Cher Public

“I find that birds of a feather flock together”

Born on this day in 1921 actress Nancy Kulp

On this day in 1850 Wagner’s Lohengrin premiered at the Staatskapelle Weimar.

Born on this day in 1867 composer Umberto Giordano.

Born on this day in 1894 conductor Karl Böhm.

Born on this day in 1901 soprano Irene Jessner.

Born on this day in 1913 tenor Richard Tucker.

Born on this day in 1924 conductor Berislav Klobucar.

Born on this day in 1927 baritone Nicolae Herlea.

Born on this day in 1929 conductor István Kertész.

Born on this day in 1931 bass-baritone John Shirley-Quirk.

Happy 86th birthday opera director Tito Capobianco.

Born on this day in 1931 soprano Cristina Deutekom.

Happy 76th birthday bass Paul Plishka.

Happy 70th birthday conductor Gustav Kuhn.

Born on this day in 1948 mezzo-soprano Lucia Valentini-Terrani.

  • CCorwinNYC

    This was “Parterre in the Berkshires” weekend—Joel Rozen was at “Ariadne auf Naxos” by Berkshire Opera Festival and I was at Tanglewood as a civilian but ran into recent Parterre debutante Judith Malafronte who was reviewing “Bryn & Bess” for Opera News, a piece I’m looking forward to. A few thoughts on Saturday evening though—the Met is lucky to be rid of the Nelsons (no, not Ozzie and Harriet) for its new “Tosca” although Mr. drew sumptuous if often very slow playing from the BSO for a semi-staged act 2. The seemingly shell-shocked Mrs. was as beige as her gown and every high note squalled. Terfel seemed determined to embody the most repulsive Scarpia ever though he sang well. Russell Thomas was announced as ailing and if not at his best was still better than many recent Marios I could name (he was in excellent form the next day for the Beethoven 9). After intermission Terfel’s “Fliedermonolog” was nicely—and simply—done, while her unbeautiful “Rusalka” aria was ok. I didn’t cringe much during the concluding “Porgy & Bess” excerpts which surprised me although her soulful gesturing during “Summertime” was just bizarre. The encore of “La ci darem la mano” became a “hilarious” threesome with dorky hijinx involving the maestro combined with coy simpering and cooing by the soprano. Ugh.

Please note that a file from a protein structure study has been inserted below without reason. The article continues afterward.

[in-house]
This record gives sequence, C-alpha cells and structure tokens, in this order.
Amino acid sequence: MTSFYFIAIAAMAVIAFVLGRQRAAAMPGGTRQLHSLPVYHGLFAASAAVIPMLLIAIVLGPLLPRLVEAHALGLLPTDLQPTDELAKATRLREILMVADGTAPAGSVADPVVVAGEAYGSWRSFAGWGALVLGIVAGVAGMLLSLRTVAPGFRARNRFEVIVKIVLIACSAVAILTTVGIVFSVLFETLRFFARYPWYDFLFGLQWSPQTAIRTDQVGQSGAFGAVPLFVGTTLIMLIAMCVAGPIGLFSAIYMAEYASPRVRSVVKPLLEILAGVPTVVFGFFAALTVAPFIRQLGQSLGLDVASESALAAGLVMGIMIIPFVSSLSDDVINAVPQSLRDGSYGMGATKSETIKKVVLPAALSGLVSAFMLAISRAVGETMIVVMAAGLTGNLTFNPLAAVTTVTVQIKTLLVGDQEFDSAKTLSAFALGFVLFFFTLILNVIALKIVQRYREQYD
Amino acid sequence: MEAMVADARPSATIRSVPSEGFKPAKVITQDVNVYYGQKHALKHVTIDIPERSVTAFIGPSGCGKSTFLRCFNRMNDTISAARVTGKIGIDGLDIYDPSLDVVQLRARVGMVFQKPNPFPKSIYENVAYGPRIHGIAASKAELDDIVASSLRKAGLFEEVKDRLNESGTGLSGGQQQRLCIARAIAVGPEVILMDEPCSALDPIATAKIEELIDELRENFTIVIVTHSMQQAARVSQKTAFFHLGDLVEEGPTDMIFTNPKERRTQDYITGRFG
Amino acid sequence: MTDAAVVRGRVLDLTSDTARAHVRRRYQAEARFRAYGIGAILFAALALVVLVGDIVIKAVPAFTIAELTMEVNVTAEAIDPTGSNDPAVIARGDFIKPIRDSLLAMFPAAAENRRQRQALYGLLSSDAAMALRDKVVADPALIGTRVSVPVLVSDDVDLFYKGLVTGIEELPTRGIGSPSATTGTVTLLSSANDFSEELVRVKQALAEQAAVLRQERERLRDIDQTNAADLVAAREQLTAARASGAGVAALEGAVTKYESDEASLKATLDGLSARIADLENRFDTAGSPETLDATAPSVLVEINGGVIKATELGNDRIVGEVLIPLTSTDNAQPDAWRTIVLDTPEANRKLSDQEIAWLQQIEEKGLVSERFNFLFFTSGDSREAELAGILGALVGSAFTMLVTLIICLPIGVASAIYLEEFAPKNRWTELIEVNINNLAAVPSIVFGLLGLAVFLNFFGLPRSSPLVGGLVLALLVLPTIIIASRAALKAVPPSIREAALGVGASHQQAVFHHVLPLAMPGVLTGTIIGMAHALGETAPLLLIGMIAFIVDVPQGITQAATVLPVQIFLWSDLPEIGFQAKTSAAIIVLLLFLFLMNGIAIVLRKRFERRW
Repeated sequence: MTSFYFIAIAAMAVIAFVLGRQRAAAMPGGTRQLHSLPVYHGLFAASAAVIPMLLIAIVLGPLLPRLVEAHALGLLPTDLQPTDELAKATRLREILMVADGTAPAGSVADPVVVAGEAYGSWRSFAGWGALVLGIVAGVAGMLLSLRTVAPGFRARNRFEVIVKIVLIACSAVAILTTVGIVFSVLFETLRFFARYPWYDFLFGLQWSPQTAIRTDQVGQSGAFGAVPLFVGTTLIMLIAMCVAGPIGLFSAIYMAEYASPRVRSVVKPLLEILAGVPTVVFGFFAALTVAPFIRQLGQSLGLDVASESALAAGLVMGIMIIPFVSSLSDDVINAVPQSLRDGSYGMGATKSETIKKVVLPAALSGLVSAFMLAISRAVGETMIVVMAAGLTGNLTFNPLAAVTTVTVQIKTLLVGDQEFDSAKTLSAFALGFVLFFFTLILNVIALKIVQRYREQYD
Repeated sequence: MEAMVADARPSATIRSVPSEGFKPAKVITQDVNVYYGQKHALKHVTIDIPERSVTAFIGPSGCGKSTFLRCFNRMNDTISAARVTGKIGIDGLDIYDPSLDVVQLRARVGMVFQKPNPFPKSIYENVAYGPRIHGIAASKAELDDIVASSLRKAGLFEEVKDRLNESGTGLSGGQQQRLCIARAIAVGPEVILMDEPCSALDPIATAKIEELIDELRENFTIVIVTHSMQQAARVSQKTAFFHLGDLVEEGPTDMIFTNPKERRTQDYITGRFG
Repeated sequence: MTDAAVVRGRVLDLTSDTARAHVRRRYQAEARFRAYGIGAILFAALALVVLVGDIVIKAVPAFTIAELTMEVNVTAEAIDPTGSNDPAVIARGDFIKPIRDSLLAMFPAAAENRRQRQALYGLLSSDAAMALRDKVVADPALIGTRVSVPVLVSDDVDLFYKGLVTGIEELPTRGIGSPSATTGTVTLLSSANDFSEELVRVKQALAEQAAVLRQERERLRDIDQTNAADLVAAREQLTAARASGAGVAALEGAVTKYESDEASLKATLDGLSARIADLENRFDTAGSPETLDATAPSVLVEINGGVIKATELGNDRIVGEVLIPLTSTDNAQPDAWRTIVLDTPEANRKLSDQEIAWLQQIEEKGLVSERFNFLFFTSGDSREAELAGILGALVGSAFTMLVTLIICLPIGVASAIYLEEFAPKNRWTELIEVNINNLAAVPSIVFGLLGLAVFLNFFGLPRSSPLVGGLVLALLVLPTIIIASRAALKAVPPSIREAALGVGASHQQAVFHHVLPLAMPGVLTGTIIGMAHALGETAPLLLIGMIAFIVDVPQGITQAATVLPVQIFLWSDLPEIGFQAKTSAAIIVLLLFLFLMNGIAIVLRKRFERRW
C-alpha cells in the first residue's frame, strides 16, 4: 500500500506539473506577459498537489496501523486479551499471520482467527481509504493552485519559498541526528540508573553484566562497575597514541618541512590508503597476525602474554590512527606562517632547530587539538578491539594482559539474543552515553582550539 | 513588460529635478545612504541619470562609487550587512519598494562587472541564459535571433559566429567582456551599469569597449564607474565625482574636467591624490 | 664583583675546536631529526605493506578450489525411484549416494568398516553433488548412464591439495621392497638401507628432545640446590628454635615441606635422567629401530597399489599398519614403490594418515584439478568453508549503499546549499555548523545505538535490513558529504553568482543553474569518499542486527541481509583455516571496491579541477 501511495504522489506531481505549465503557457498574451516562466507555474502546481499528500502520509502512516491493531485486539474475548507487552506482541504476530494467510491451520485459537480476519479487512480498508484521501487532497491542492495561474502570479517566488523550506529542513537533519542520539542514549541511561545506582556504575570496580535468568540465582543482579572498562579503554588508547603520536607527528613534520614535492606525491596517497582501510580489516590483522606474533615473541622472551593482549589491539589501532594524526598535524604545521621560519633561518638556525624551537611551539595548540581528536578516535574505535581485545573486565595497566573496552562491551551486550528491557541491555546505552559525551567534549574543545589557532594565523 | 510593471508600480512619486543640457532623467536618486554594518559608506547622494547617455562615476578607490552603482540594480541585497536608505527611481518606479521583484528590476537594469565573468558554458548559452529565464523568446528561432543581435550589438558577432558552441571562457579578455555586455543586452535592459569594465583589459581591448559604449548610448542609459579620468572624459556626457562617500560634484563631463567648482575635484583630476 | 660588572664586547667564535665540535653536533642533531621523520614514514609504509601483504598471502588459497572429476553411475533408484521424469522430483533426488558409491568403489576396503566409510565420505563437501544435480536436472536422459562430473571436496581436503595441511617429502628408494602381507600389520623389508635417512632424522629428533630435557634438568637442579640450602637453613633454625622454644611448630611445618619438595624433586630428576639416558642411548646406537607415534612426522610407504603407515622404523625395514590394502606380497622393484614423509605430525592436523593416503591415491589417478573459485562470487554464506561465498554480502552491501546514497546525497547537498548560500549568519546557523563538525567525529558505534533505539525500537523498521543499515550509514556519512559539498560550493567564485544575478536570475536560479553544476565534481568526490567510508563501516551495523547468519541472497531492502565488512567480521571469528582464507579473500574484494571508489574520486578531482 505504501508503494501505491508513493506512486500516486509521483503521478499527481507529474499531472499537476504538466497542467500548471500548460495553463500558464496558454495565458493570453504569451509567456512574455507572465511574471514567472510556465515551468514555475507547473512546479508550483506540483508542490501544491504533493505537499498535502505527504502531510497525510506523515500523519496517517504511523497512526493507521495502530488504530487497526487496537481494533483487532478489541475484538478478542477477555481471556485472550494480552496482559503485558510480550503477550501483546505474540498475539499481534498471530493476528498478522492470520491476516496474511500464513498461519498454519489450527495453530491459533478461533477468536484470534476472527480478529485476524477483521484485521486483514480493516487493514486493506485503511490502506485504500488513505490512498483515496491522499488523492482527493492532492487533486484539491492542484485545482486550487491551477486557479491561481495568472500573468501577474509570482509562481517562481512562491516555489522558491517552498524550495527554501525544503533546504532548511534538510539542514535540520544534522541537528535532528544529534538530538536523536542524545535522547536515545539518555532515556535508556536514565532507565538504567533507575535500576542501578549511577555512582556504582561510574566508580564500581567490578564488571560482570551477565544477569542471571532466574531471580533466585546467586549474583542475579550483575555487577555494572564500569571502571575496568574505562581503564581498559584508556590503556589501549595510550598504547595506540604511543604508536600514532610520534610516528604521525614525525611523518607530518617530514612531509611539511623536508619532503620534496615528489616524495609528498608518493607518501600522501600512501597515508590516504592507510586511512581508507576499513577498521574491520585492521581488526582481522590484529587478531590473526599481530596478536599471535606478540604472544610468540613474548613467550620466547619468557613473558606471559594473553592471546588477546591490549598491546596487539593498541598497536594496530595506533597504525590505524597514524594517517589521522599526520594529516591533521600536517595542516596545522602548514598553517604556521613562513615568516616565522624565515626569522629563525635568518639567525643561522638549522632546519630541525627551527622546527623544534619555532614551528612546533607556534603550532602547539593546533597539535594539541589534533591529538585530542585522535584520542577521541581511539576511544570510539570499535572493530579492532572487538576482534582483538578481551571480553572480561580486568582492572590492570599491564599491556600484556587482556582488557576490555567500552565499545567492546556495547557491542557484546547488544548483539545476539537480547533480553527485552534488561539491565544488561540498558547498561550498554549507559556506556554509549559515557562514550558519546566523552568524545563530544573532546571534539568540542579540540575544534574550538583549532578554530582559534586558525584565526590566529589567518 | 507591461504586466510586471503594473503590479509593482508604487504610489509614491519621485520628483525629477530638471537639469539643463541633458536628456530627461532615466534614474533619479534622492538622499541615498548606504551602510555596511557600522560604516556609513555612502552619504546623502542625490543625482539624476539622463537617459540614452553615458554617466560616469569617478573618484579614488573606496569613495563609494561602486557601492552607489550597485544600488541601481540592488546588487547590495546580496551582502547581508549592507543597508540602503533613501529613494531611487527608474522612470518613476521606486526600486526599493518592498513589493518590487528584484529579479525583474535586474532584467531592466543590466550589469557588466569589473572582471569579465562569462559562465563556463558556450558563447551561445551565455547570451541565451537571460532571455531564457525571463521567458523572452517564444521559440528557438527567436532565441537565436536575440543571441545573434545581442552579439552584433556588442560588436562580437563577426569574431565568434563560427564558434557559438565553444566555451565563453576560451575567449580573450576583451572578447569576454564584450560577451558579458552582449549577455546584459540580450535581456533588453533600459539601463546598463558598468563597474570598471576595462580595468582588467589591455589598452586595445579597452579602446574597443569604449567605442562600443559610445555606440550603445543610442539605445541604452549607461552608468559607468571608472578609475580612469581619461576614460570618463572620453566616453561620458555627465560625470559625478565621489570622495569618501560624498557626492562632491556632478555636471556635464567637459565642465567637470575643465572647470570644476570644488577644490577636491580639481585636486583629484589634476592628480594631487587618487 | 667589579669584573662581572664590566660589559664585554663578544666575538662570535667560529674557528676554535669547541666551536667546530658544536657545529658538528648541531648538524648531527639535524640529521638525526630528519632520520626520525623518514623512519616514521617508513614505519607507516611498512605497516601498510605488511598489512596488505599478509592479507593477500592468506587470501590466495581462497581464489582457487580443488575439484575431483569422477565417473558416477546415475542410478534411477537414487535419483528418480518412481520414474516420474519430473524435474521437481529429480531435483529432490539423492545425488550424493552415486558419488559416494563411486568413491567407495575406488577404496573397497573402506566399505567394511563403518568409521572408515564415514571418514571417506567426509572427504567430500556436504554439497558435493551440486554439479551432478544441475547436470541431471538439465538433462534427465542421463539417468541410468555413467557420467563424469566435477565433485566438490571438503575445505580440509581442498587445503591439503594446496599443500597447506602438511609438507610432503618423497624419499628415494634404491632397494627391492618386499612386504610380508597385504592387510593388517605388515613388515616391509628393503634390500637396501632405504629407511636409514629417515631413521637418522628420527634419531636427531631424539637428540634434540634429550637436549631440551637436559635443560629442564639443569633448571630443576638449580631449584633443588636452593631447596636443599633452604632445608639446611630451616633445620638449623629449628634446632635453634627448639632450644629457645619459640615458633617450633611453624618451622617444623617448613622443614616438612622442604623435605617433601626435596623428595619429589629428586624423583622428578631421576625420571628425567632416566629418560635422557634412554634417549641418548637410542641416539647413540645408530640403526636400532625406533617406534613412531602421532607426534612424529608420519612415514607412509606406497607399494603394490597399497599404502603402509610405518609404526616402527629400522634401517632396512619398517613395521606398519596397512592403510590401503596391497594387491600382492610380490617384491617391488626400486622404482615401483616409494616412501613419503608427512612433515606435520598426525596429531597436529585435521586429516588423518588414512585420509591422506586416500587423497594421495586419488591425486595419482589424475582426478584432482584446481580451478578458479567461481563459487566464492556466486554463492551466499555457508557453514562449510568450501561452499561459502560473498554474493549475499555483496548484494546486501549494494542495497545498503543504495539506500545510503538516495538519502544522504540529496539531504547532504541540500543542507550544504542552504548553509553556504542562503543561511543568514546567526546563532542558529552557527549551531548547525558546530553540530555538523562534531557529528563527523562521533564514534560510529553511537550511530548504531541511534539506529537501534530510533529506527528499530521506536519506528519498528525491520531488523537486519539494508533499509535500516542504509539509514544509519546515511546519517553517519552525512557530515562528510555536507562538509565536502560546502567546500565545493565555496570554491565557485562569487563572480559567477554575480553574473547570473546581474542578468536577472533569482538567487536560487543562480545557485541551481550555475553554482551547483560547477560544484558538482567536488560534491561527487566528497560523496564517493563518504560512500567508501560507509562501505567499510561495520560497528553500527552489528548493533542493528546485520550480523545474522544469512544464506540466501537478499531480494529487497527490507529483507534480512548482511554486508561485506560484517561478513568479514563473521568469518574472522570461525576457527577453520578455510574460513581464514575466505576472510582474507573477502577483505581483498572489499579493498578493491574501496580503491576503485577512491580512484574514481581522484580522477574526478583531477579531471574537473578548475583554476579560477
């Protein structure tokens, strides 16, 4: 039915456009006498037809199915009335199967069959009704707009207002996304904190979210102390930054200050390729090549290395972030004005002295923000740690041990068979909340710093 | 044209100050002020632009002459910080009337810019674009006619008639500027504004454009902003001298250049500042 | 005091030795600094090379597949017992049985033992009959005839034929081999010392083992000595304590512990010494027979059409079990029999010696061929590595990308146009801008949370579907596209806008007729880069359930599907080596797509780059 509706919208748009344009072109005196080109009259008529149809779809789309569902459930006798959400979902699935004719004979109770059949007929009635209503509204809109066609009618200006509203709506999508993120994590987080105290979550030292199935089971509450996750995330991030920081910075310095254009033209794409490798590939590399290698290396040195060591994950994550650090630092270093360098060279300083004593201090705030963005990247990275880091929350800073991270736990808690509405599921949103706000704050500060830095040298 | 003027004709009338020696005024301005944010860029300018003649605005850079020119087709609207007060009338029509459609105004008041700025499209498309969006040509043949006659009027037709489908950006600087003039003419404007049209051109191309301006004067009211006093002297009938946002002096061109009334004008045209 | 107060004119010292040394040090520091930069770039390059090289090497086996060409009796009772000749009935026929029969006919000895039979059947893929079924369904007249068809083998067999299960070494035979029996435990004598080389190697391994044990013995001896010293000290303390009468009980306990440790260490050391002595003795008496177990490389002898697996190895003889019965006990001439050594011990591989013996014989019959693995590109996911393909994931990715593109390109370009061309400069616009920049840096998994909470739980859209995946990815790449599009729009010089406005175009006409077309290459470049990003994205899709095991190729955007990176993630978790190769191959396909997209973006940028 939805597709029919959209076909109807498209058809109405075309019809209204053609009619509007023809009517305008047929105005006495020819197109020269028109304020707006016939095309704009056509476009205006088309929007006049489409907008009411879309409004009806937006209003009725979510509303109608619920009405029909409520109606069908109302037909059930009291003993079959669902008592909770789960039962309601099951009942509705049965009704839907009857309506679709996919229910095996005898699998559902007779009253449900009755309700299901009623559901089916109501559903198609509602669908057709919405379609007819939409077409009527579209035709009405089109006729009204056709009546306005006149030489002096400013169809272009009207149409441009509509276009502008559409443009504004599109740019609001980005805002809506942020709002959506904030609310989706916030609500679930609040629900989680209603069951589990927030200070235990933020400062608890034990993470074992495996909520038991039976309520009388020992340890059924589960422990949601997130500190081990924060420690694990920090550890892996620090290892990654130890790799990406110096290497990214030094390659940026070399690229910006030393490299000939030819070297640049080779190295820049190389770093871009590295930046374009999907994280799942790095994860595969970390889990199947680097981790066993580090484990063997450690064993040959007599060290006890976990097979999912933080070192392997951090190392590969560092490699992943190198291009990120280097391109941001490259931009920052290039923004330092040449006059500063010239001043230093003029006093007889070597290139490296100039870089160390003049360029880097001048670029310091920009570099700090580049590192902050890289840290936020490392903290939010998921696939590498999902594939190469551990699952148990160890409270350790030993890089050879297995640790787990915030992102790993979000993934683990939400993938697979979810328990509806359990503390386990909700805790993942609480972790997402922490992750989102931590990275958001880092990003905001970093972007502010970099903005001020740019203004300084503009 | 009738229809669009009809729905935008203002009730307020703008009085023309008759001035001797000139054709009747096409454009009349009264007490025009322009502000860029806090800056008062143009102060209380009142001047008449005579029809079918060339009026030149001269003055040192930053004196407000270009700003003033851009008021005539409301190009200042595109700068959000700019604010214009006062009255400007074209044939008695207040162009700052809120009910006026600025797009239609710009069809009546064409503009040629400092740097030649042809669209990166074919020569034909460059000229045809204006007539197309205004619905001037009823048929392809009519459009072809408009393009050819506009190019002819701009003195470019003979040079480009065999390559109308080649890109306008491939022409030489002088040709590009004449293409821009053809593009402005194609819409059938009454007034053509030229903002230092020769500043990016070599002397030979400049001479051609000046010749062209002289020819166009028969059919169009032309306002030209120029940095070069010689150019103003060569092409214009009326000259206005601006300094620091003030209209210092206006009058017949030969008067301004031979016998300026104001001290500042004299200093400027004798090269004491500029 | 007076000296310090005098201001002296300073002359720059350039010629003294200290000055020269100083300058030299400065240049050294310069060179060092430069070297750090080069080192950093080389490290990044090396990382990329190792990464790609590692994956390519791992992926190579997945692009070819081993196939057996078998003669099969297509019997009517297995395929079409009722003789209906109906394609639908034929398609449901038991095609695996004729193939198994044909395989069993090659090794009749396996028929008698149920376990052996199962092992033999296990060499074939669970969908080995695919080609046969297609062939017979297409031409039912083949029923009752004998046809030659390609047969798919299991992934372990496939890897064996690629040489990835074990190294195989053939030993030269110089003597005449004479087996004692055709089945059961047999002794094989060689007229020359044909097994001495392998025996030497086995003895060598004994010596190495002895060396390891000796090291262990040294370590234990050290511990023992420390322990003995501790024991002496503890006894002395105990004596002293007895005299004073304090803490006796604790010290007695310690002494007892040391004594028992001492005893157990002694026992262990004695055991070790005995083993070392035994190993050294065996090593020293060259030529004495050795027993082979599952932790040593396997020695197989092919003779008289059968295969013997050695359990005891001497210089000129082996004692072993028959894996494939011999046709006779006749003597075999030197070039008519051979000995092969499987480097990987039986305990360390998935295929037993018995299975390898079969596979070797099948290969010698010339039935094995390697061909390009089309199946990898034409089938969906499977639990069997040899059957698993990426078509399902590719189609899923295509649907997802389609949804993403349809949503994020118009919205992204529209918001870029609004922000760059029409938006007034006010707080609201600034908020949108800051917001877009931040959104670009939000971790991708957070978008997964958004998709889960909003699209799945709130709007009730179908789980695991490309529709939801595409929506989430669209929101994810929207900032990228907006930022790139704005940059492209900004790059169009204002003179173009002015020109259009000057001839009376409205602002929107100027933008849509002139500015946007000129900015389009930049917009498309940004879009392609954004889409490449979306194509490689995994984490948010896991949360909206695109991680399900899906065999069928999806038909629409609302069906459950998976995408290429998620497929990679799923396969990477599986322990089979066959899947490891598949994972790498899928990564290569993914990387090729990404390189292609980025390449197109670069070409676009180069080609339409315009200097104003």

• Camille

      oh Lawdy, better you than I, better you than I.

      Ugh x 2.

    • Porgy Amor

      Thanks for that, CC. I’ve read a few places this morning that Opolais “triumphed” and that I’m supposed to be wistful about her detachment from the Tosca production. Not happening.

      “Repulsive” may be Terfel’s default for Scarpia. He is that way in the Kent production as well, and I think it is a good choice for him. It’s not a knock on him; he just isn’t the guy I’d want trying to pursue the “elegant/seductive menace” option. His villains tend to be nasty pieces of work, and he’s good at it.

    • Thanks, CC.

      I was very impressed Nelsons’s Elektra at Carnegie Hall with Goerke (which I heard on a broadcast recording, not in-house). But that’s a much different opera than Tosca.